Your Sister’s (Record) Rack: Delaney & Bonnie & Friends
Today we have a great album to share: D&B Together, from Delaney & Bonnie & Friends. The husband-and-wife team of Delaney and Bonnie Bramlett put out some great records in the late 1960s and early 1970s. They started out on Stax Records, and you can get an idea of what these two funky white folks had to sound like to record for the likes of Stax (home to Otis Redding, Wilson Pickett, etc.).
Delaney Bramlett is one of the great rock bandleaders, perhaps underrated today but certainly not when he was in his prime. Bramlett not only had his fiercely soulful singin’ wife, but he recruited some of the greatest musicians to play backup on those Delaney & Bonnie albums. D&B Together, from 1972, is the duo’s sixth album and man, they don’t cut records like this any more.
First, the band: Delaney, on guitar and vocals; Bonnie, vocals; drums, Jim Gordon (Derek & the Dominos); bass, Kenny Gradney (Little Feat); keyboards, Billy Preston!; keyboards and vocals, Leon Friggin’ Russell!; more bass, Carl Radle (Derek & the Dominos); more drums, Jaimoe (Allman Brothers); more keyboards, Bobby Whitlock (Derek & the Dominos); and even more bass, James Jamerson (Motown)! Now the guitar players – Eric Clapton, Steve “The Colonel” Cropper, Dave Mason and Duane Friggin’ Allman! Nice, eh?
The album kicks off with Mason’s “Only You Know and I Know,” which was a hit for Delaney & Bonnie. Led by Bonnie’s soulful vocals (with backing vocals – oh I forgot those – by Merry Clayton, Rita Coolidge, Clydie King, Tina Turner and Eddie Kendricks, among others) the song establishes the easy rockin’ and intoxicating mash of soul, rock, blues and country that seemed to be so easy and unforced back in the early 1970s. “Wade In The River of Jordan” could have been a tambourine-shaker from any white or black country church, and Delaney’s “Well Well” is another tasty slab of rockin’ soul.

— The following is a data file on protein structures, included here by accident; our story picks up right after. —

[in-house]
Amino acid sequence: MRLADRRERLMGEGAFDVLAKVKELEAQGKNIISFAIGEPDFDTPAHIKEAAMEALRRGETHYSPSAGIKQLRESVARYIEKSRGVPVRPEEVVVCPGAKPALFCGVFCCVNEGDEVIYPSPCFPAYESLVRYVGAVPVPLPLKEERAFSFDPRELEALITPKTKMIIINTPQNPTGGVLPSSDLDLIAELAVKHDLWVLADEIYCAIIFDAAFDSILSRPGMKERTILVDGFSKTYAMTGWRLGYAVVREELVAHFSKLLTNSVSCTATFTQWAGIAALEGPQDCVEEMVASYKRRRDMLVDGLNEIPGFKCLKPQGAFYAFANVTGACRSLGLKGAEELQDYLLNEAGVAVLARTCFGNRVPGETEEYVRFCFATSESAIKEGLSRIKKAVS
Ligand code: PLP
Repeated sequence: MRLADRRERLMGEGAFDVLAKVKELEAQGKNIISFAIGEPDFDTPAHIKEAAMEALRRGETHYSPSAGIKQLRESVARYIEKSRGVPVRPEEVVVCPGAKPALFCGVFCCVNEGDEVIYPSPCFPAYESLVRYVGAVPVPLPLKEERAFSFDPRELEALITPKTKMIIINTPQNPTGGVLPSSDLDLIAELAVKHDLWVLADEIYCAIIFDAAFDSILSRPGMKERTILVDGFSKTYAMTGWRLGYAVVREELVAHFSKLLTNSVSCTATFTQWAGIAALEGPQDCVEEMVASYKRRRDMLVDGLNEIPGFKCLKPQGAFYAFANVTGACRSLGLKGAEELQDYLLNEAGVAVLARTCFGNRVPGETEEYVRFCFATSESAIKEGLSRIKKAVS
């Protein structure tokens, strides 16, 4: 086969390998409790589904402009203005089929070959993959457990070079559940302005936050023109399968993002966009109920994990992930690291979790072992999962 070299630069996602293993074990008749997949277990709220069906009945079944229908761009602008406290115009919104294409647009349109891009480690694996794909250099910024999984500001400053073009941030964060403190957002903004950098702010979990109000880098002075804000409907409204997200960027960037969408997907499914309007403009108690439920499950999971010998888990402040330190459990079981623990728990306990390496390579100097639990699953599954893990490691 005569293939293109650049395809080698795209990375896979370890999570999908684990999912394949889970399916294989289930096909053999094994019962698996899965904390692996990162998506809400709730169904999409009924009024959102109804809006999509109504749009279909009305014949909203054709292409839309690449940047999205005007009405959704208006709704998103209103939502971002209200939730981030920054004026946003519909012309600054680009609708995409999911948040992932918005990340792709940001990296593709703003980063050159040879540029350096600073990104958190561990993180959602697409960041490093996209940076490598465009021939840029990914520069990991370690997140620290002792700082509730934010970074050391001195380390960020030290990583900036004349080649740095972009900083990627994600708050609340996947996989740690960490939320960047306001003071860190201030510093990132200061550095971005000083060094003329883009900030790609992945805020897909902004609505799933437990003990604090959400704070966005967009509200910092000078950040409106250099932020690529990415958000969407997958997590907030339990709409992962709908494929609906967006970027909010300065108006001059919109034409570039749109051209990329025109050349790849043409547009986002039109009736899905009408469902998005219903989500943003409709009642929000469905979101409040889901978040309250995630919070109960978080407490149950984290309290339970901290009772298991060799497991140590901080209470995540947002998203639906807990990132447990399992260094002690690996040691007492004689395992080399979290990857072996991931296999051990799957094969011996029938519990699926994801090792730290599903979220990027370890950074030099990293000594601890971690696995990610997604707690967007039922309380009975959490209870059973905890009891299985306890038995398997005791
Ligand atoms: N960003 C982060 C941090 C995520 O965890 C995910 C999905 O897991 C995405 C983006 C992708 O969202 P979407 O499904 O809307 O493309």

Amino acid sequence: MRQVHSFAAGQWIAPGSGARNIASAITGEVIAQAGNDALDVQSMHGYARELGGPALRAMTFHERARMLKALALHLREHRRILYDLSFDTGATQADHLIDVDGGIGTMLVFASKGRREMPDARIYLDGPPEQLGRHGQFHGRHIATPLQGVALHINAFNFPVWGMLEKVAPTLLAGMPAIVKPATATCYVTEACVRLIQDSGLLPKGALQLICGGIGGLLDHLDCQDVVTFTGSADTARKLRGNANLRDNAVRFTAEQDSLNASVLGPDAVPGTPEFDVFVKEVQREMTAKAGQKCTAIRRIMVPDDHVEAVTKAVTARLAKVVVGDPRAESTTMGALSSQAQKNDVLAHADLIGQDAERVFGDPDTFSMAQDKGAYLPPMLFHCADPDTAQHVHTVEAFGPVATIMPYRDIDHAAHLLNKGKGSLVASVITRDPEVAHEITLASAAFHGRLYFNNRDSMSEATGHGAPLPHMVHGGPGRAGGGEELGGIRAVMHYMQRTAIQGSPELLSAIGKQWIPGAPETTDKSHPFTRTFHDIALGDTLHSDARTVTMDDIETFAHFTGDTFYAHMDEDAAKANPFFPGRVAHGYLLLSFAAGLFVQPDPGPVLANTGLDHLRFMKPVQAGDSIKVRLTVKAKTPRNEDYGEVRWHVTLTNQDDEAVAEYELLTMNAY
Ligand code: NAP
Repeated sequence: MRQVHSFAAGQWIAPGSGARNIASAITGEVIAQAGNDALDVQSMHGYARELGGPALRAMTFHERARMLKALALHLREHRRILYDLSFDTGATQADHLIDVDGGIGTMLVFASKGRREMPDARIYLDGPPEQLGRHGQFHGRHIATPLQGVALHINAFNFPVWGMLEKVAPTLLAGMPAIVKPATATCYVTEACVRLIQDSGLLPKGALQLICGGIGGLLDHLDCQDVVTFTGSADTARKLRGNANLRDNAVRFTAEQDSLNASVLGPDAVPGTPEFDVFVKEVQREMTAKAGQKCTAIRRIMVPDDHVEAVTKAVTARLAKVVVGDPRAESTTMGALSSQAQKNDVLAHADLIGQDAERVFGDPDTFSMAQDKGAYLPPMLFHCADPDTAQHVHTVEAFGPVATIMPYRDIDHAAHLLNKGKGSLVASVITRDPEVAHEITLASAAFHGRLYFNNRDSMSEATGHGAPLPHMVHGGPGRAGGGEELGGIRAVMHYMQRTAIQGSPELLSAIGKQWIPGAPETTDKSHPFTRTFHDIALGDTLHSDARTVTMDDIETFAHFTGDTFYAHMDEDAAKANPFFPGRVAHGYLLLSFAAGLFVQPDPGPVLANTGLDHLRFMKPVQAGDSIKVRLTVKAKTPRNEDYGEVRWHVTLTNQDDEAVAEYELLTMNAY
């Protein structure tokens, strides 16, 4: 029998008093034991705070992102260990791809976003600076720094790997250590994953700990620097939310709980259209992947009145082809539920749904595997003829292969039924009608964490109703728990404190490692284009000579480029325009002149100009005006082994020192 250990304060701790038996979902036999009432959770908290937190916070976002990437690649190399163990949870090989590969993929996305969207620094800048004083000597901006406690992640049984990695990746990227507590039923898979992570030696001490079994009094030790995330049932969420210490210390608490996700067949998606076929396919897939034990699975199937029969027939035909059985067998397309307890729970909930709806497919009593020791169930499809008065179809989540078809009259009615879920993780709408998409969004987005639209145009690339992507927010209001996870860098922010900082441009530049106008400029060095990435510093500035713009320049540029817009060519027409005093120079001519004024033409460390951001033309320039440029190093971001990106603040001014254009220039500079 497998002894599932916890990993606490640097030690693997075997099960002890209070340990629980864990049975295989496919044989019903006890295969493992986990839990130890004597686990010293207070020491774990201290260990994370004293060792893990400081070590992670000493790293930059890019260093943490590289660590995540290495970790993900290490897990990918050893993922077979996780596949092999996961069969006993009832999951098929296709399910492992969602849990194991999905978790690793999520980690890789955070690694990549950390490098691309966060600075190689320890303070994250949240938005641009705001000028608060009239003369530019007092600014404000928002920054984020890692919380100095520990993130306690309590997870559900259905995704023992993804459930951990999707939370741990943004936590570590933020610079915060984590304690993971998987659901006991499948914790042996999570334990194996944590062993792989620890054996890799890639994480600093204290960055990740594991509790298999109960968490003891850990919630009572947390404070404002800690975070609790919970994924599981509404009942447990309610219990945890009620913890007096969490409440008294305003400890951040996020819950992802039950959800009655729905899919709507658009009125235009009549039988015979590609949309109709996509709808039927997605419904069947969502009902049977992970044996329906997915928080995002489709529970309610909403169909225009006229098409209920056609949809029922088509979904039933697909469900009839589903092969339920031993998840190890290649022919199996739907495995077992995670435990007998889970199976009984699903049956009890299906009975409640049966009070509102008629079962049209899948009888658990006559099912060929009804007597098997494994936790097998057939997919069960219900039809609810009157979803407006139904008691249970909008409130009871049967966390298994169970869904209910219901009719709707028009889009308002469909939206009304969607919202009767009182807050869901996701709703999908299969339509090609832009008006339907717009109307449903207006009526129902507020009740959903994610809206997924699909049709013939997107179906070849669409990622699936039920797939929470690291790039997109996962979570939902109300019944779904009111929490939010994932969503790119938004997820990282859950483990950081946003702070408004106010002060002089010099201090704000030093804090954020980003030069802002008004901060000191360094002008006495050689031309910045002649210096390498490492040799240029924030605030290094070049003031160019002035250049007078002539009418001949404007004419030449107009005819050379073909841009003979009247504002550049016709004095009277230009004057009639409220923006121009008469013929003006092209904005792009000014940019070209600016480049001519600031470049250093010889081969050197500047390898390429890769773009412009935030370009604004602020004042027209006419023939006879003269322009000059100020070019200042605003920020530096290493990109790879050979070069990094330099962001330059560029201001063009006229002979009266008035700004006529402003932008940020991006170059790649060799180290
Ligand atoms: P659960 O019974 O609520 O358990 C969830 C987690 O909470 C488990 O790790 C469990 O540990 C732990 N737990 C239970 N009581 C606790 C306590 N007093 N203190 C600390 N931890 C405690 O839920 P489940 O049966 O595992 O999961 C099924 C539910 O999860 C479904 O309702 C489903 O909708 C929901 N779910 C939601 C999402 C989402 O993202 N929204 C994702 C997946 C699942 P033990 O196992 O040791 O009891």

The guitar rocker “Comin’ Home,” co-written by Delaney with Eric Clapton, is the album’s highlight. Clapton’s guitar interplay with Allman on this song was also the blueprint for the Derek & the Dominos landmark (from 1970) and it’s cool to hear it goin’ full steam here. The other highlight worth mentioning is “Groupie,” a Bonnie/Leon Russell composition (which Delaney probably had a hand in too) that was later a big hit for the Carpenters. Rita Coolidge also sings a mighty nice version of this tune on Joe Cocker’s Mad Dogs and Englishmen album (1970). “Move ‘Em Out” is a nice country rocker written by Steve Cropper, and “Country Life” is a nice showcase for Delaney’s great singing and a fitting closer to the original album.
Many of the tracks were cut originally for Atco/Atlantic and the singles from this album actually appeared on that label. But before the album’s release, Atlantic president Jerry Wexler learned Delaney and Bonnie were divorcing so he sold all of the tapes to CBS/Columbia. That label released D&B Together originally as a 12-song album, but in 2003 added six more tracks to the CD reissue. These were solo tracks cut in 1972-73 after Delaney and Bonnie broke up.
Bonnie Bramlett, of course, appeared on a number of solo albums and sang backup with many artists (including the Allman Brothers). Delaney Bramlett played with a number of great musicians up until his death in December 2008 – he was truly one of the greats. And so is D&B Together. This is one of my all-time favorites – every time I listen, it feels like … coming home.
(You can’t go wrong with any of Delaney and Bonnie’s albums, especially Motel Shot and On Tour With Eric Clapton, one of the greatest live albums ever made.)
YouTube: “Comin’ Home” for TV, with guest guitarists Eric Clapton and lonesome George Harrison